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Measles vaccine protects against potentially serious illness

A Salvadoran nurse vaccinates a baby during a Task Force Northstar mission in El Salvador to provide medical care and other humanitarian and civic assistance. The mission involved U.S. military personnel working alongside their Brazilian, Canadian, Chilean, and Salvadoran counterparts. (U.S. Army Photo by Sgt. Kim Browne) A Salvadoran nurse vaccinates a baby during a Task Force Northstar mission in El Salvador to provide medical care and other humanitarian and civic assistance. The mission involved U.S. military personnel working alongside their Brazilian, Canadian, Chilean, and Salvadoran counterparts. (U.S. Army Photo by Sgt. Kim Browne)

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In the midst of a measles outbreak in the United States, public health officials are urging parents to get their children vaccinated, and for parents to make sure they're up to date on their own vaccinations.

As of March 28, there have been 387 confirmed cases of the potentially serious illness this year, according to the Centers for Disease Control and Prevention. In Rockland County, New York, officials announced a temporary ban on unvaccinated people gathering in enclosed public spaces, reporting that more than 80 percent of the individuals with measles had not been vaccinated.

Measles is a highly contagious virus that lives in the nose and throat mucus of an infected person. The virus, which is spread by air when an infected person breathes, coughs, or sneezes, can remain in the air for up to two hours after the infected individual leaves.

The vaccine to protect against measles is called the MMR vaccine because it also protects against mumps and rubella. Two doses of the vaccine are recommended, said Dr. Margaret Ryan, a retired Navy captain and the medical director of the Pacific Region Vaccine Safety Hub of the Defense Health Agency's Immunization Healthcare Branch.

According to the CDC, two doses of the MMR vaccine are about 97 percent effective in preventing measles, and one dose is about 93 percent effective.

"The MMR vaccine is a requirement for joining the service," Ryan said. "And all military family members should get the MMR vaccine along with other vaccines recommended by public health authorities such as the CDC. We strongly encourage and support protecting beneficiaries this way."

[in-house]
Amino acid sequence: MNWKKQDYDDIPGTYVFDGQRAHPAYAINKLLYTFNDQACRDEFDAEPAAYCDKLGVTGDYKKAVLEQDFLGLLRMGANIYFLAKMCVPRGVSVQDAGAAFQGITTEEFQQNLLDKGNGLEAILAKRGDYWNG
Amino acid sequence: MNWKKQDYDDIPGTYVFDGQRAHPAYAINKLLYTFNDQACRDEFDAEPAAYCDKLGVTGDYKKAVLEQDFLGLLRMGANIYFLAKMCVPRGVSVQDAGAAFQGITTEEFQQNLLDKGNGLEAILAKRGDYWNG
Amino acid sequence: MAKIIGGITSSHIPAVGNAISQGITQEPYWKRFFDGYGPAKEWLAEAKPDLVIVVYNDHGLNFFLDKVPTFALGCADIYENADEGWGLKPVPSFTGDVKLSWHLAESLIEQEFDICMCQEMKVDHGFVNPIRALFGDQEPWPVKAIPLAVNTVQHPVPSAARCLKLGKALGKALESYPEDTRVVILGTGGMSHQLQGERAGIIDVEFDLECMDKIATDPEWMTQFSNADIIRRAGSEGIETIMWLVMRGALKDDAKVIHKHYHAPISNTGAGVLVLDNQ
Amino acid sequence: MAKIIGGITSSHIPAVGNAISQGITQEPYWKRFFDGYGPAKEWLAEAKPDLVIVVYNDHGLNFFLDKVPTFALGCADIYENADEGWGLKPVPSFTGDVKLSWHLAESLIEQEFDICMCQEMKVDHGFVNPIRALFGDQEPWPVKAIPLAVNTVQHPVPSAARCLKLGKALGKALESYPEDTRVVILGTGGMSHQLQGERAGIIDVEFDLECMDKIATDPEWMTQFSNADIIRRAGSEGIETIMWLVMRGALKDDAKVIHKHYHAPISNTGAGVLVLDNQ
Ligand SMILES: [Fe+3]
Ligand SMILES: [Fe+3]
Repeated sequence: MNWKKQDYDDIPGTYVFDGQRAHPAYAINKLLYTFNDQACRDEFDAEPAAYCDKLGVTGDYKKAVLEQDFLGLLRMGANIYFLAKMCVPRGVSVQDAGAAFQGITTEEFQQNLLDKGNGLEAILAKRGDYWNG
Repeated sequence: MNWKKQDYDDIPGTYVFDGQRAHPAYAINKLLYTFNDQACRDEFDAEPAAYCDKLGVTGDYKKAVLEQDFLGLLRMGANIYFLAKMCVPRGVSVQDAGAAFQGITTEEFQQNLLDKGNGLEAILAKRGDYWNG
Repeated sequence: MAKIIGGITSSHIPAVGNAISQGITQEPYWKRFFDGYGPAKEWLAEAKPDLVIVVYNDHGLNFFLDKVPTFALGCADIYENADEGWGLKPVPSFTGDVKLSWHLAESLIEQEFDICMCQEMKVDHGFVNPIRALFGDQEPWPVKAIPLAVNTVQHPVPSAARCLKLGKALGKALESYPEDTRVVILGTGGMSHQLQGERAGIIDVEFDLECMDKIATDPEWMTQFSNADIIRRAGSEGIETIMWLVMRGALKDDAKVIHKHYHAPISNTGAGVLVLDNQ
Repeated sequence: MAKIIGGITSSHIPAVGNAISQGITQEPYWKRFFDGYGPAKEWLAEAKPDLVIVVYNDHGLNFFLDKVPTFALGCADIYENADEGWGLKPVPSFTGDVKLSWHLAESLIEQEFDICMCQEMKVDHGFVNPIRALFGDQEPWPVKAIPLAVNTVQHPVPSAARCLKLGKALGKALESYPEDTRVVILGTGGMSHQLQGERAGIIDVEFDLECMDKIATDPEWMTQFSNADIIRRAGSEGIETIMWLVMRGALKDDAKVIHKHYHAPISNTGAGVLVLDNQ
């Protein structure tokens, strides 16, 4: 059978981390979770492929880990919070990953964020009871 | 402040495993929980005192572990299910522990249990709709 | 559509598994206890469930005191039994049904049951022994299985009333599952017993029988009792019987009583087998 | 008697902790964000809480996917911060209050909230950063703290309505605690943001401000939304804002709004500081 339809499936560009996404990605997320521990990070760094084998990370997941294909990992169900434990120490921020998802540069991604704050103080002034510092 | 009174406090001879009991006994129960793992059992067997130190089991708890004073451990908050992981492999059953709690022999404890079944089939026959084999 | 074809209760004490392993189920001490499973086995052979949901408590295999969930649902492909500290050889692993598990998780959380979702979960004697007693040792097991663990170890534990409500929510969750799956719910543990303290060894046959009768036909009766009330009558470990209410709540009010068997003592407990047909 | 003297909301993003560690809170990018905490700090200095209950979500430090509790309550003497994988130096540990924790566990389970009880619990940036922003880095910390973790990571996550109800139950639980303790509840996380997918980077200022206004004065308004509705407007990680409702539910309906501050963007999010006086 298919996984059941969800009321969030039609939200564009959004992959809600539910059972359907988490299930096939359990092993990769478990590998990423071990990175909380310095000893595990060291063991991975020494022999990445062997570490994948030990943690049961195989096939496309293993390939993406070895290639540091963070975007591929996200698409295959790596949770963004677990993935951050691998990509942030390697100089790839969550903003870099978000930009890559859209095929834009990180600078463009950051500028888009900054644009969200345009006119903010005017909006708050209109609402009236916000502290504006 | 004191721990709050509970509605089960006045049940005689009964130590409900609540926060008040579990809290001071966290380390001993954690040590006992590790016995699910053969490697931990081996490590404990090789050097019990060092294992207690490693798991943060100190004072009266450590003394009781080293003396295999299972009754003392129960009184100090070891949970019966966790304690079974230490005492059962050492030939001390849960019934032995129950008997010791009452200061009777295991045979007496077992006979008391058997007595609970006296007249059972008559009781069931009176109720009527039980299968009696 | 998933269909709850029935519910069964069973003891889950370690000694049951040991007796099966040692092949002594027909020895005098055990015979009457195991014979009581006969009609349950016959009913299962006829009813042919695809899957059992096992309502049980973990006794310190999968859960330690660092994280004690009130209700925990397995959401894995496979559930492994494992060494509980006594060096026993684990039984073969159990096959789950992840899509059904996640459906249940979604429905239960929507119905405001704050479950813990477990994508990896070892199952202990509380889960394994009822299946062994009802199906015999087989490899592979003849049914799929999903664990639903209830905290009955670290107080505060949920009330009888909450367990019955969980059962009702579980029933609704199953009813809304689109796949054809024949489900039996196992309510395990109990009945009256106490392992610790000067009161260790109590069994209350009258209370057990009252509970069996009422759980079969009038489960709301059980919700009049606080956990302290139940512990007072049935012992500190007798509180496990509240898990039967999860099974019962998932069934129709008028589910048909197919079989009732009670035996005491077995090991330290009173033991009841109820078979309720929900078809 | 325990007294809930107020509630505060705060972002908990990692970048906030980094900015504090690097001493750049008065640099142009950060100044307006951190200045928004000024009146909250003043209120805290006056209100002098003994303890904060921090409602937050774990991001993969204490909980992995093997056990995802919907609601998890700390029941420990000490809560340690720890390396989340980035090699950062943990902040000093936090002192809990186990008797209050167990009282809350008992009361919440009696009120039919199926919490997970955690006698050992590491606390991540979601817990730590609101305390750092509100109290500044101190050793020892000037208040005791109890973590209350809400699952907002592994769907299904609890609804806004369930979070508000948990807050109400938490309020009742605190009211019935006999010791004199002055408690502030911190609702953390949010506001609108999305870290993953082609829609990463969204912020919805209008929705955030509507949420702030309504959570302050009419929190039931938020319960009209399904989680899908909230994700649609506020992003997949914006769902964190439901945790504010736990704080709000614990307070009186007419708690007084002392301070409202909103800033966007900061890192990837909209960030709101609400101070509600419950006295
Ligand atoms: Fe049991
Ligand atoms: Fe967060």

Noting that the DHA follows CDC recommendations, Ryan said children should get the first dose of the MMR vaccine at age 12 to 15 months. The second dose follows at least 28 days later, but usually between the ages of 4 and 6.

Adults who didn't receive two vaccine doses in childhood should also get at least one dose, she said.

"Those who are uncertain of their childhood vaccination history can get a blood test to confirm they're protected, or get the MMR vaccine," Ryan said. "Generally, it's safe to get extra doses."

The MMR vaccine is especially important for those who are traveling overseas. According to the World Health Organization, while deaths from measles have decreased significantly in recent years, the illness remains common, particularly in developing countries. According to the CDC, many of the recent U.S. cases of measles have been linked to visits to Israel, Ukraine, and other countries where large outbreaks have occurred.

People who should not get the vaccine include those who are pregnant, immune-compromised, or allergic to a component of the MMR vaccine, Ryan said. According to the CDC, allergic reactions are rare – about 1 in a million doses – and would occur anywhere from a few minutes to a few hours after the vaccination.

Some parents mistakenly believe the MMR vaccine is connected to autism spectrum disorders. However, a large body of scientific research has proven there is no link between vaccines and the developmental disorder, even in children at high risk.

While most people don't experience side effects from receiving the MMR vaccine, some may get a mild fever or redness, swelling, or pain at the injection site, Ryan said.

"These kinds of symptoms are less common after the second dose," she said, "and if they occur, they usually resolve over a few days."

Coming down with measles is uncomfortable at best. The illness causes a rash and high fever. Further, approximately 30 percent of measles patients have complications including pneumonia or encephalitis, which is inflammation of the brain. Ryan said about 1 in every 500 people who contract measles dies of the infection.

CDC data showed 372 cases in the civilian population in 2018. In 2017, there were no confirmed measles cases in the Military Health System, compared with 120 in the civilian population. The October 2017 Medical Surveillance Monthly Report includes data from 2010 to 2016 and can be accessed here.

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